• The bulky scenario. The £194,380 offered would just cover our £190k operating cost, but then we'd have to pay for the capital and running costs to run bulkies and build reuse on the back (to get the items back into disadvantaged homes in the community). We are talking 2-3 vehicles, crews, running costs, a retail outlet etc. SITA suggested we could sort out the capital by cutting off the backs of the wagons and putting a curtainside on and adding a tailift. Apart from the expense of those modifications, I believe our wagons would be too old to comply with the council's restriction on vehicle age. SITA knew all of this. Was there a pattern of impossible offers developing here?
    • Bulkies continued. The figures for Calderdale show a peak of 20,000 collections and an average of 17,000. Where the 24,000 stated (by CMBC) in the meeting (between Sita, CMBC and Kerbside 23 July) comes from I don't know. If Sita want to pay us the £240k they mentioned in the meeting (on 23 July) we'd go with that but, as I have proven (in writing), the offer from SITA only came to £96k.

Hence at full council on 30 July 08, it was wrong to state that the bulky offer would make Kerbside a profit of £5k. We estimate that a loss in the tens of thousands would be incurred – CMBC and Sita had been informed of that.

  • All Kerbside staff TUPE transferring across to SITA with increased salaries at an additional cost to SITA of £100k which is outside of the current contract.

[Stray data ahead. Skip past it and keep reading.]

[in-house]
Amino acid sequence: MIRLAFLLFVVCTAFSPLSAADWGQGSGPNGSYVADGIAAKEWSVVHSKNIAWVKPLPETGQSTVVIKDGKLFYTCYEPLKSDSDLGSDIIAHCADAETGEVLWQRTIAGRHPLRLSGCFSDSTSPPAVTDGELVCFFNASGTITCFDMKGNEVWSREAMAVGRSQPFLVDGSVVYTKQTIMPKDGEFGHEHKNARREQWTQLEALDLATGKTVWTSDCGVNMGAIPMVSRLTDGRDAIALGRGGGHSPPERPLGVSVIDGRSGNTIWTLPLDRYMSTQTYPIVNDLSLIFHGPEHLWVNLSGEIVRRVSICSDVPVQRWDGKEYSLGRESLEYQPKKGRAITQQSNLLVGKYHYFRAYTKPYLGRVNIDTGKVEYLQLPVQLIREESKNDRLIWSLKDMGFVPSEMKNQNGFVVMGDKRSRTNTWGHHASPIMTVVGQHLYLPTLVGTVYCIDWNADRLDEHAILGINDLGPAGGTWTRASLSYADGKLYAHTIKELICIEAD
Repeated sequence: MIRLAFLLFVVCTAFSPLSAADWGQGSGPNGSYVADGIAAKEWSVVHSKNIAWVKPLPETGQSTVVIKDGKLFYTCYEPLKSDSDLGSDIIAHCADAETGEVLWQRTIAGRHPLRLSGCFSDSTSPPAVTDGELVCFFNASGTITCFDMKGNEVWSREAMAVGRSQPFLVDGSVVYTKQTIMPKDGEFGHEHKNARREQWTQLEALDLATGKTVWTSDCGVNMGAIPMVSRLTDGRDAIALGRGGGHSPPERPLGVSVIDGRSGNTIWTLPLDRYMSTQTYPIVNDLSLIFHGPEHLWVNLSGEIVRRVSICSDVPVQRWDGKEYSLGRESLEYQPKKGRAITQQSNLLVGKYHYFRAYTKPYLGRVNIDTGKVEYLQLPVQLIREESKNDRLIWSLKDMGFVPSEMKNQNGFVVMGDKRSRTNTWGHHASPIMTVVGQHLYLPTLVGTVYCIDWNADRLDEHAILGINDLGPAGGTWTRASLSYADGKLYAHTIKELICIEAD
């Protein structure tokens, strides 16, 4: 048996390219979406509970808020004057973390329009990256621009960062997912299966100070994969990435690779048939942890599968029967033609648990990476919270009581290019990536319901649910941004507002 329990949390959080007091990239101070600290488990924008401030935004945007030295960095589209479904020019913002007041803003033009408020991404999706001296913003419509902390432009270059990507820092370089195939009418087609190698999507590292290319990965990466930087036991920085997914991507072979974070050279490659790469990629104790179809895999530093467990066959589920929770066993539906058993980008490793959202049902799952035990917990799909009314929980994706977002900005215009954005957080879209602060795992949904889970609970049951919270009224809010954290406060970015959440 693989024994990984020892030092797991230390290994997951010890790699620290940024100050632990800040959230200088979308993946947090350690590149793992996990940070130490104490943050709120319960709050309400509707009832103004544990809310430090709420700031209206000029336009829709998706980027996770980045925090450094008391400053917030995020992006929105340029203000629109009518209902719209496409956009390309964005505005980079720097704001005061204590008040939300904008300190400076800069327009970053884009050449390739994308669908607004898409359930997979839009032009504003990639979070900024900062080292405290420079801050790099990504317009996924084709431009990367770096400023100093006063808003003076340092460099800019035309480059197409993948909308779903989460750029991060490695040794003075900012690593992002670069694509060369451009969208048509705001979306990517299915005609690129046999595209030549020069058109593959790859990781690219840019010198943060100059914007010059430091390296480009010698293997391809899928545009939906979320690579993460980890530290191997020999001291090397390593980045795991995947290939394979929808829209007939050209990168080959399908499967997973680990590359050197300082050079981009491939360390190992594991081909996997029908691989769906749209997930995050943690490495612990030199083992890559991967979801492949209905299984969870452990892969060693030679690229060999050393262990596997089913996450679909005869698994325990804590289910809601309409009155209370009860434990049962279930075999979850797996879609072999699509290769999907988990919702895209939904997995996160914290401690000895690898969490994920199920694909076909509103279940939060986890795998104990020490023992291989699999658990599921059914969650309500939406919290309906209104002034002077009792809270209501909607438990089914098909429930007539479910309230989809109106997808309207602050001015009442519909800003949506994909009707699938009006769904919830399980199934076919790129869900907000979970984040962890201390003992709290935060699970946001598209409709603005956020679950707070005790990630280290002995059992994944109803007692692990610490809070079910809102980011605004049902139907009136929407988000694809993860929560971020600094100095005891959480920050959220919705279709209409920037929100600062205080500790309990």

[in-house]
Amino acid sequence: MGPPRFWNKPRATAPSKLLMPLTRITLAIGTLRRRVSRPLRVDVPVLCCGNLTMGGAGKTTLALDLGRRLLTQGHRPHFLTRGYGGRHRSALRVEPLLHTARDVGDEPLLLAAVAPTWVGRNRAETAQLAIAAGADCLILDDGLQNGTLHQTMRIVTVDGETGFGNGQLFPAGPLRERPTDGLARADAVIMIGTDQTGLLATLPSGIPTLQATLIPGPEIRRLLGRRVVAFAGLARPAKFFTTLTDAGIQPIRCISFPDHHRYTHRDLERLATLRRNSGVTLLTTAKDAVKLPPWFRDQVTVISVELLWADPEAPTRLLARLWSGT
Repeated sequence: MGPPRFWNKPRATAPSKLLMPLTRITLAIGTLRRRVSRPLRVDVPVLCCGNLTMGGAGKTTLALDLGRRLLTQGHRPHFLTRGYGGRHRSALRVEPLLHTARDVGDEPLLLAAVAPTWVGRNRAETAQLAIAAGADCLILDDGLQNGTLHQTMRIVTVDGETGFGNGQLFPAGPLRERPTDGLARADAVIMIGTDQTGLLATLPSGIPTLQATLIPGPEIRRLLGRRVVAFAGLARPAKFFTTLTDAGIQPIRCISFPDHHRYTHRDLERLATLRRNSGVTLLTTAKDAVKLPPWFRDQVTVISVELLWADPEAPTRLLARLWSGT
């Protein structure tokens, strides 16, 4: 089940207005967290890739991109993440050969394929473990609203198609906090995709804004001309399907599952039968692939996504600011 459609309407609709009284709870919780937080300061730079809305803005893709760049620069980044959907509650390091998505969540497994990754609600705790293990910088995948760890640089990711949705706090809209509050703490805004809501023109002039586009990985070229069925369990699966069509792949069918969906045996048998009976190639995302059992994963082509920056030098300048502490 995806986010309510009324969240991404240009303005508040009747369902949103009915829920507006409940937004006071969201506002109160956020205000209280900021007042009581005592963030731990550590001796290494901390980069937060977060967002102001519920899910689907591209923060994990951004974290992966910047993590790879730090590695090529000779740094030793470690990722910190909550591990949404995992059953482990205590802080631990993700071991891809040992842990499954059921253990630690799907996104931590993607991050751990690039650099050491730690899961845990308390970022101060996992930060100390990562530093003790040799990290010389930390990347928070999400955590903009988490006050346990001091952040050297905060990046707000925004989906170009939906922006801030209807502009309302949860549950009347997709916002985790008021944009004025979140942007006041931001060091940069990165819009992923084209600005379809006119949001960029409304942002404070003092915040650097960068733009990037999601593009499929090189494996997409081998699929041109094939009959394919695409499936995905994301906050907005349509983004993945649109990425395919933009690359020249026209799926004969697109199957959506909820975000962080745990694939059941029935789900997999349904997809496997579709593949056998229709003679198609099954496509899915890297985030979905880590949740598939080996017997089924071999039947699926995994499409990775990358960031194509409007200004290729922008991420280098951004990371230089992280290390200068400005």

At their SITA induction meeting on 28 June, Kerbside employees were told rates of pay would remain the same. This was restated on the 21st July when SITA came to Kerbside. Some, but not all, Kerbside staff, have received TUPE letters (24 July). The letters do not state what the improved rate of pay is, but it does state that they will move up to current Focsa rates (Focsa have been undertaking some recycling in Calderdale in parallel with Kerbside in recent years). As far as I am aware, Focsa pay rates went up after the Best and Final Offers were submitted. Hence, under TUPE rules, this cost would have been incurred by SITA irrespective of the situation with Kerbside. Note, Kerbside matched Focsa’s pay rates in December 07. Not being aware of the increased pay rate, I cannot calculate the cost to SITA. If it was, say, 10p per hour and it affected 15 employees, the cost to SITA would be £3.5k per annum. It is difficult to get close to the claimed £100k without massive increases in the pay rates being involved. This also begs the question, if SITA are prepared to incur an additional £100k pa cost, could they not have added some of that to the offer made for us serving 87,000 households thus creating a sustainable and workable offer?

  • None of these offers were acceptable to Kerbside who basically wanted their current situation to be maintained.

As you can see from the above, Kerbside were happy to do what they do now, to expand to the whole of Calderdale, to try the can reprocessing option, to do bulkies. We could not accept loss-making jobs, SITA would not accept one that made them extra money, we could not accept a job at cost.

  • On the one hand it is easy to see why Kerbside would want things to stay the same. However, things changed for all households across Calderdale the day the decision was taken to move to wheelie bins.

As I have demonstrated, this claim is unjustified. In addition, we would have to remove materials from our collection and reduce the number collected to 4 from August 08.

  • This means that regardless of whether Focsa or SITA had been working for the Council, Kerbside’s circumstances would’ve changed due to the new combination of household wheelie bins, black bin bags and weekly food collection across 87,000 households.

Of course it would, we never said otherwise.

Paul Brannigan,

Chief Executive, Kerbside

31 July 2008